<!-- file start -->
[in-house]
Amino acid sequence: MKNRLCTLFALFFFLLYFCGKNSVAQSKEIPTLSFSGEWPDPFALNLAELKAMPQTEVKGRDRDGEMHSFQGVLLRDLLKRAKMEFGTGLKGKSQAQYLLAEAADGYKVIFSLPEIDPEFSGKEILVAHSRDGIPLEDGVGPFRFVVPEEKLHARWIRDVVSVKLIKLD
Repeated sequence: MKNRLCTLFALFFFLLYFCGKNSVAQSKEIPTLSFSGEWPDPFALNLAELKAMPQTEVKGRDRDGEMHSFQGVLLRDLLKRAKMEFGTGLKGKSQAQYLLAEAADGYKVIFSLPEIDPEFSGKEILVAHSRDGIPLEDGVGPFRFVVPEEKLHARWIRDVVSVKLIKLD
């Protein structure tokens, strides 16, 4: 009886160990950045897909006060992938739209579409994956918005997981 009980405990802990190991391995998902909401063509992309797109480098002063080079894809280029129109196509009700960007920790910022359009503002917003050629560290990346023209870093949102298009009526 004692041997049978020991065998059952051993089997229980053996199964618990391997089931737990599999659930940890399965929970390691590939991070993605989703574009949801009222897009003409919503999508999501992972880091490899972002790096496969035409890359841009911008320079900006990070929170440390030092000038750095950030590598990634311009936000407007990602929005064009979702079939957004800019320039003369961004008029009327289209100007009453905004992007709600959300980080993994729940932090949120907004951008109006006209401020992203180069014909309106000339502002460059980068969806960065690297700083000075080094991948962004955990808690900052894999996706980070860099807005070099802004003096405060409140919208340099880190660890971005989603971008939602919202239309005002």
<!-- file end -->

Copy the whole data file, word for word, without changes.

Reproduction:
[in-house]
Amino acid sequence: MKNRLCTLFALFFFLLYFCGKNSVAQSKEIPTLSFSGEWPDPFALNLAELKAMPQTEVKGRDRDGEMHSFQGVLLRDLLKRAKMEFGTGLKGKSQAQYLLAEAADGYKVIFSLPEIDPEFSGKEILVAHSRDGIPLEDGVGPFRFVVPEEKLHARWIRDVVSVKLIKLD
Repeated sequence: MKNRLCTLFALFFFLLYFCGKNSVAQSKEIPTLSFSGEWPDPFALNLAELKAMPQTEVKGRDRDGEMHSFQGVLLRDLLKRAKMEFGTGLKGKSQAQYLLAEAADGYKVIFSLPEIDPEFSGKEILVAHSRDGIPLEDGVGPFRFVVPEEKLHARWIRDVVSVKLIKLD
């Protein structure tokens, strides 16, 4: 009886160990950045897909006060992938739209579409994956918005997981 009980405990802990190991391995998902909401063509992309797109480098002063080079894809280029129109196509009700960007920790910022359009503002917003050629560290990346023209870093949102298009009526 004692041997049978020991065998059952051993089997229980053996199964618990391997089931737990599999659930940890399965929970390691590939991070993605989703574009949801009222897009003409919503999508999501992972880091490899972002790096496969035409890359841009911008320079900006990070929170440390030092000038750095950030590598990634311009936000407007990602929005064009979702079939957004800019320039003369961004008029009327289209100007009453905004992007709600959300980080993994729940932090949120907004951008109006006209401020992203180069014909309106000339502002460059980068969806960065690297700083000075080094991948962004955990808690900052894999996706980070860099807005070099802004003096405060409140919208340099880190660890971005989603971008939602919202239309005002």